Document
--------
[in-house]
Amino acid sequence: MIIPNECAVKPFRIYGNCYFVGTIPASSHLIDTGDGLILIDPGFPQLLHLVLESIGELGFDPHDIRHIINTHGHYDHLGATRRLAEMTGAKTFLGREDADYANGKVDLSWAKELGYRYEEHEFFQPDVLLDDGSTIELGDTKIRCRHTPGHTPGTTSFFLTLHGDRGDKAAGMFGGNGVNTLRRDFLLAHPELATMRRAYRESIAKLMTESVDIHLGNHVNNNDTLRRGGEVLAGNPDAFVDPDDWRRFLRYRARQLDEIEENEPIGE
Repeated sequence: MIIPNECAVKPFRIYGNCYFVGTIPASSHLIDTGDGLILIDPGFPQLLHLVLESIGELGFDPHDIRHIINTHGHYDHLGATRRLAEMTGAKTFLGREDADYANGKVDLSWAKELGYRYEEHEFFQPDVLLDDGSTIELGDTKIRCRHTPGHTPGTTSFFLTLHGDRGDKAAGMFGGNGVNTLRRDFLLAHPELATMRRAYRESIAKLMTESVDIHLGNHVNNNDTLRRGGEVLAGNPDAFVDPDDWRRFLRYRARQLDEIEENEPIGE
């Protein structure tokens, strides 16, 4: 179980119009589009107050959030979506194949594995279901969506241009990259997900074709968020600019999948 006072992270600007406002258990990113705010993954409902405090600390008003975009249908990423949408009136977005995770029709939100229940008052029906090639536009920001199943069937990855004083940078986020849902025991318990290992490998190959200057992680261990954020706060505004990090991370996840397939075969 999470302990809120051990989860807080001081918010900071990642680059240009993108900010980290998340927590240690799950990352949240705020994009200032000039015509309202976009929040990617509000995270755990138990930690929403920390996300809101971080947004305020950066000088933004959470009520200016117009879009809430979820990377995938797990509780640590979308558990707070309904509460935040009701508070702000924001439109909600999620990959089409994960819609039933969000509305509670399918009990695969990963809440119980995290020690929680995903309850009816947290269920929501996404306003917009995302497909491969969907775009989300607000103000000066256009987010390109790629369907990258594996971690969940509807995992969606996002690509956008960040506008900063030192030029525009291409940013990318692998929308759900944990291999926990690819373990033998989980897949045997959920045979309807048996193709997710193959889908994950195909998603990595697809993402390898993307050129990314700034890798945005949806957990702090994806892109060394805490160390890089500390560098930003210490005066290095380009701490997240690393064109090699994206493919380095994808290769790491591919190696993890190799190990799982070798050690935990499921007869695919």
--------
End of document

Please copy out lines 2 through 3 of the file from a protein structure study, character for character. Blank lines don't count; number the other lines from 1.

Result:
Amino acid sequence: MIIPNECAVKPFRIYGNCYFVGTIPASSHLIDTGDGLILIDPGFPQLLHLVLESIGELGFDPHDIRHIINTHGHYDHLGATRRLAEMTGAKTFLGREDADYANGKVDLSWAKELGYRYEEHEFFQPDVLLDDGSTIELGDTKIRCRHTPGHTPGTTSFFLTLHGDRGDKAAGMFGGNGVNTLRRDFLLAHPELATMRRAYRESIAKLMTESVDIHLGNHVNNNDTLRRGGEVLAGNPDAFVDPDDWRRFLRYRARQLDEIEENEPIGE
Repeated sequence: MIIPNECAVKPFRIYGNCYFVGTIPASSHLIDTGDGLILIDPGFPQLLHLVLESIGELGFDPHDIRHIINTHGHYDHLGATRRLAEMTGAKTFLGREDADYANGKVDLSWAKELGYRYEEHEFFQPDVLLDDGSTIELGDTKIRCRHTPGHTPGTTSFFLTLHGDRGDKAAGMFGGNGVNTLRRDFLLAHPELATMRRAYRESIAKLMTESVDIHLGNHVNNNDTLRRGGEVLAGNPDAFVDPDDWRRFLRYRARQLDEIEENEPIGE